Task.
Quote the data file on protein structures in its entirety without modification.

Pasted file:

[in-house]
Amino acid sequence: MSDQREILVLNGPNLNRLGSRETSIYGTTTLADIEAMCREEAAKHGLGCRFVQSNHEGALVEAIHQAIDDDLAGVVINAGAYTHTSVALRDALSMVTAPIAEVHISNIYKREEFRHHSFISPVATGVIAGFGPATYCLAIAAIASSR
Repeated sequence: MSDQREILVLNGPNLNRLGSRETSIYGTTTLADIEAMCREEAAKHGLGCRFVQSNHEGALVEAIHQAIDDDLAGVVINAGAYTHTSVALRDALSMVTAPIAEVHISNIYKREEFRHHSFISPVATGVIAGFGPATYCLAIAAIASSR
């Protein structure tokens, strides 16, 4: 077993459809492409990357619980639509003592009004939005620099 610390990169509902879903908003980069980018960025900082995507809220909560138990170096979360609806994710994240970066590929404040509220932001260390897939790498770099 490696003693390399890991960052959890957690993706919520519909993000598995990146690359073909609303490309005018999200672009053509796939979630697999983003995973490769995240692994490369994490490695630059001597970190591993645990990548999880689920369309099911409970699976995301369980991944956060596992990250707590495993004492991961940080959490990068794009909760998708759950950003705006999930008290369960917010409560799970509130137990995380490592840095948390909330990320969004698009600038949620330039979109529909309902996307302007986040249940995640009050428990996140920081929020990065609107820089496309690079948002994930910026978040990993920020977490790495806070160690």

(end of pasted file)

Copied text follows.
[in-house]
Amino acid sequence: MSDQREILVLNGPNLNRLGSRETSIYGTTTLADIEAMCREEAAKHGLGCRFVQSNHEGALVEAIHQAIDDDLAGVVINAGAYTHTSVALRDALSMVTAPIAEVHISNIYKREEFRHHSFISPVATGVIAGFGPATYCLAIAAIASSR
Repeated sequence: MSDQREILVLNGPNLNRLGSRETSIYGTTTLADIEAMCREEAAKHGLGCRFVQSNHEGALVEAIHQAIDDDLAGVVINAGAYTHTSVALRDALSMVTAPIAEVHISNIYKREEFRHHSFISPVATGVIAGFGPATYCLAIAAIASSR
């Protein structure tokens, strides 16, 4: 077993459809492409990357619980639509003592009004939005620099 610390990169509902879903908003980069980018960025900082995507809220909560138990170096979360609806994710994240970066590929404040509220932001260390897939790498770099 490696003693390399890991960052959890957690993706919520519909993000598995990146690359073909609303490309005018999200672009053509796939979630697999983003995973490769995240692994490369994490490695630059001597970190591993645990990548999880689920369309099911409970699976995301369980991944956060596992990250707590495993004492991961940080959490990068794009909760998708759950950003705006999930008290369960917010409560799970509130137990995380490592840095948390909330990320969004698009600038949620330039979109529909309902996307302007986040249940995640009050428990996140920081929020990065609107820089496309690079948002994930910026978040990993920020977490790495806070160690």